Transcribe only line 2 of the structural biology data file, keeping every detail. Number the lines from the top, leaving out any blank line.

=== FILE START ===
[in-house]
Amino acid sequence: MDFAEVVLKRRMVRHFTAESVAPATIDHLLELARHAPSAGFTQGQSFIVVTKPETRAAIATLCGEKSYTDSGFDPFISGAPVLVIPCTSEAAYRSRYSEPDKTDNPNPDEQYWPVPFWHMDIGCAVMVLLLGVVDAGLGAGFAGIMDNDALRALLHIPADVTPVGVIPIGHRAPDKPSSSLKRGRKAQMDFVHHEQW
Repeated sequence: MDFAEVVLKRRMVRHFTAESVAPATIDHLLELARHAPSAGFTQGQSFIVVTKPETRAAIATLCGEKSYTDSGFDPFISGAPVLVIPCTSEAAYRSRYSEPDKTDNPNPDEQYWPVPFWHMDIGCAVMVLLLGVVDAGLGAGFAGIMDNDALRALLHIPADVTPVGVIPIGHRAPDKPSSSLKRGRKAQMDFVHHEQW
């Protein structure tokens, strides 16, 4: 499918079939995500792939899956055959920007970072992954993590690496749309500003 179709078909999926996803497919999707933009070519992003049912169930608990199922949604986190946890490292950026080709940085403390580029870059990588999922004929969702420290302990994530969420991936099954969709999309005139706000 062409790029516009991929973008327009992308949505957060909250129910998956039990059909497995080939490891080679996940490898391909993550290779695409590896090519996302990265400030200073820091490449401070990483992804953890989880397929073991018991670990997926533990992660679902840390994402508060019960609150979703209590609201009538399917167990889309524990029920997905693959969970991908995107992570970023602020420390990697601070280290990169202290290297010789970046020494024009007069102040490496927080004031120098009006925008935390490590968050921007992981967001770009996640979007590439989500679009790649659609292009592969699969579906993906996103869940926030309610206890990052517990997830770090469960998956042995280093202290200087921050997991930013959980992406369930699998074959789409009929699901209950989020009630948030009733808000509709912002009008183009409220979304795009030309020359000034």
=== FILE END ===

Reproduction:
Amino acid sequence: MDFAEVVLKRRMVRHFTAESVAPATIDHLLELARHAPSAGFTQGQSFIVVTKPETRAAIATLCGEKSYTDSGFDPFISGAPVLVIPCTSEAAYRSRYSEPDKTDNPNPDEQYWPVPFWHMDIGCAVMVLLLGVVDAGLGAGFAGIMDNDALRALLHIPADVTPVGVIPIGHRAPDKPSSSLKRGRKAQMDFVHHEQW